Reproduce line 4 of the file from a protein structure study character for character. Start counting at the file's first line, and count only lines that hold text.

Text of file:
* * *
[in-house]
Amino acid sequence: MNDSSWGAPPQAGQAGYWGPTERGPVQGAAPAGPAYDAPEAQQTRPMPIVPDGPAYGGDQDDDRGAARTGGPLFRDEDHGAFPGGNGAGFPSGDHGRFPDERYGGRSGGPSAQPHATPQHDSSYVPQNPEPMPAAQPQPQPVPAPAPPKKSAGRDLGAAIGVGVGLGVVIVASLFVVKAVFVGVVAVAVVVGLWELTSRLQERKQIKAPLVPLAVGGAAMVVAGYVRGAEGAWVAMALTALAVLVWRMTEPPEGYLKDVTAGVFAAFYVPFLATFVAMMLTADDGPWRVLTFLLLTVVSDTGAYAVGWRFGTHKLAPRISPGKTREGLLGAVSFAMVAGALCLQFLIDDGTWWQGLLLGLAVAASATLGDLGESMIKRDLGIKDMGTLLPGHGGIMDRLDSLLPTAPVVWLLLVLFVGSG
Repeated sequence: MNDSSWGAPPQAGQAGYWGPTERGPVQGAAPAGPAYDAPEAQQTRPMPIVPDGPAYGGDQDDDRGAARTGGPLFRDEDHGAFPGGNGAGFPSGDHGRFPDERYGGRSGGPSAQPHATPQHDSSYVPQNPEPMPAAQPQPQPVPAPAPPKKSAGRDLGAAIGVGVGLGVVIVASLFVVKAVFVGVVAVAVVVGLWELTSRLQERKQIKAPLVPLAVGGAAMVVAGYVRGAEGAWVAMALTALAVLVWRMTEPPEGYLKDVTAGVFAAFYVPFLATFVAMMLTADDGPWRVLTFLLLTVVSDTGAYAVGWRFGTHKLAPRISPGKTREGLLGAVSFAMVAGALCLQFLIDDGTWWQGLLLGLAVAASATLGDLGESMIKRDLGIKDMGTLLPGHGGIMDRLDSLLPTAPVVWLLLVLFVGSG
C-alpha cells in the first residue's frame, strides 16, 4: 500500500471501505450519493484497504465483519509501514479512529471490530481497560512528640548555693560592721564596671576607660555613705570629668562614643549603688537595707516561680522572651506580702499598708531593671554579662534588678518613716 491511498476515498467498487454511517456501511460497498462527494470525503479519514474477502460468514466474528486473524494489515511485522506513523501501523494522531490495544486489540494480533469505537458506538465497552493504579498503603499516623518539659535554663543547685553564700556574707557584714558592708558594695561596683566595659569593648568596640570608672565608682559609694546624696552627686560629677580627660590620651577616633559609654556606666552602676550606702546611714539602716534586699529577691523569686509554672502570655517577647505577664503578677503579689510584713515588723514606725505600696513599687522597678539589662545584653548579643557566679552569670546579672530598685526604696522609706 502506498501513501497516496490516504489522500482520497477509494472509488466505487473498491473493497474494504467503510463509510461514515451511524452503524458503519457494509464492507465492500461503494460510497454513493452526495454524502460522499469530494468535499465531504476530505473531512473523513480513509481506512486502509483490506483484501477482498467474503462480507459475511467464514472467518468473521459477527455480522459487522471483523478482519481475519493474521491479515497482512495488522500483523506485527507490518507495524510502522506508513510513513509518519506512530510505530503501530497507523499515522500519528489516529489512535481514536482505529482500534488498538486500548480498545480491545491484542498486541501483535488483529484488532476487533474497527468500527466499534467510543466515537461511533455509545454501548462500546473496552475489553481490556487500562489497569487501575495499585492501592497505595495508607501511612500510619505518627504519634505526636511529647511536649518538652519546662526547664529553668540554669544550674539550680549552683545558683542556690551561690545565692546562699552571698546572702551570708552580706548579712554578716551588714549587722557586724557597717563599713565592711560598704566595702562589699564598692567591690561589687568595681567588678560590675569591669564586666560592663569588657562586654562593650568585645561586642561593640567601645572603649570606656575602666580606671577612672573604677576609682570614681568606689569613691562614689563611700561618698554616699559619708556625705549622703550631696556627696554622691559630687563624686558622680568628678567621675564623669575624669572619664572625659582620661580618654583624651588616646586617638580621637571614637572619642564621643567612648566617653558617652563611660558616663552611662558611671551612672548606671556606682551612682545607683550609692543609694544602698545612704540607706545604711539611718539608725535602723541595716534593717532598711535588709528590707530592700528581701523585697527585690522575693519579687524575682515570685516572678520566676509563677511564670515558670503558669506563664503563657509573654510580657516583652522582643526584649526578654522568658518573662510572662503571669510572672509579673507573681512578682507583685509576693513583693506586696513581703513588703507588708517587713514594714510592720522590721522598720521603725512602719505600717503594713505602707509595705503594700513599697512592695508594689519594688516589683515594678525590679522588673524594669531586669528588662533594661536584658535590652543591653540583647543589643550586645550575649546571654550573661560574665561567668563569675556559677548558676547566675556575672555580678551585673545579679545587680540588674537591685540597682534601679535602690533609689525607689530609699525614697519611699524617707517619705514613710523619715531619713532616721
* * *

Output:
C-alpha cells in the first residue's frame, strides 16, 4: 500500500471501505450519493484497504465483519509501514479512529471490530481497560512528640548555693560592721564596671576607660555613705570629668562614643549603688537595707516561680522572651506580702499598708531593671554579662534588678518613716 491511498476515498467498487454511517456501511460497498462527494470525503479519514474477502460468514466474528486473524494489515511485522506513523501501523494522531490495544486489540494480533469505537458506538465497552493504579498503603499516623518539659535554663543547685553564700556574707557584714558592708558594695561596683566595659569593648568596640570608672565608682559609694546624696552627686560629677580627660590620651577616633559609654556606666552602676550606702546611714539602716534586699529577691523569686509554672502570655517577647505577664503578677503579689510584713515588723514606725505600696513599687522597678539589662545584653548579643557566679552569670546579672530598685526604696522609706 502506498501513501497516496490516504489522500482520497477509494472509488466505487473498491473493497474494504467503510463509510461514515451511524452503524458503519457494509464492507465492500461503494460510497454513493452526495454524502460522499469530494468535499465531504476530505473531512473523513480513509481506512486502509483490506483484501477482498467474503462480507459475511467464514472467518468473521459477527455480522459487522471483523478482519481475519493474521491479515497482512495488522500483523506485527507490518507495524510502522506508513510513513509518519506512530510505530503501530497507523499515522500519528489516529489512535481514536482505529482500534488498538486500548480498545480491545491484542498486541501483535488483529484488532476487533474497527468500527466499534467510543466515537461511533455509545454501548462500546473496552475489553481490556487500562489497569487501575495499585492501592497505595495508607501511612500510619505518627504519634505526636511529647511536649518538652519546662526547664529553668540554669544550674539550680549552683545558683542556690551561690545565692546562699552571698546572702551570708552580706548579712554578716551588714549587722557586724557597717563599713565592711560598704566595702562589699564598692567591690561589687568595681567588678560590675569591669564586666560592663569588657562586654562593650568585645561586642561593640567601645572603649570606656575602666580606671577612672573604677576609682570614681568606689569613691562614689563611700561618698554616699559619708556625705549622703550631696556627696554622691559630687563624686558622680568628678567621675564623669575624669572619664572625659582620661580618654583624651588616646586617638580621637571614637572619642564621643567612648566617653558617652563611660558616663552611662558611671551612672548606671556606682551612682545607683550609692543609694544602698545612704540607706545604711539611718539608725535602723541595716534593717532598711535588709528590707530592700528581701523585697527585690522575693519579687524575682515570685516572678520566676509563677511564670515558670503558669506563664503563657509573654510580657516583652522582643526584649526578654522568658518573662510572662503571669510572672509579673507573681512578682507583685509576693513583693506586696513581703513588703507588708517587713514594714510592720522590721522598720521603725512602719505600717503594713505602707509595705503594700513599697512592695508594689519594688516589683515594678525590679522588673524594669531586669528588662533594661536584658535590652543591653540583647543589643550586645550575649546571654550573661560574665561567668563569675556559677548558676547566675556575672555580678551585673545579679545587680540588674537591685540597682534601679535602690533609689525607689530609699525614697519611699524617707517619705514613710523619715531619713532616721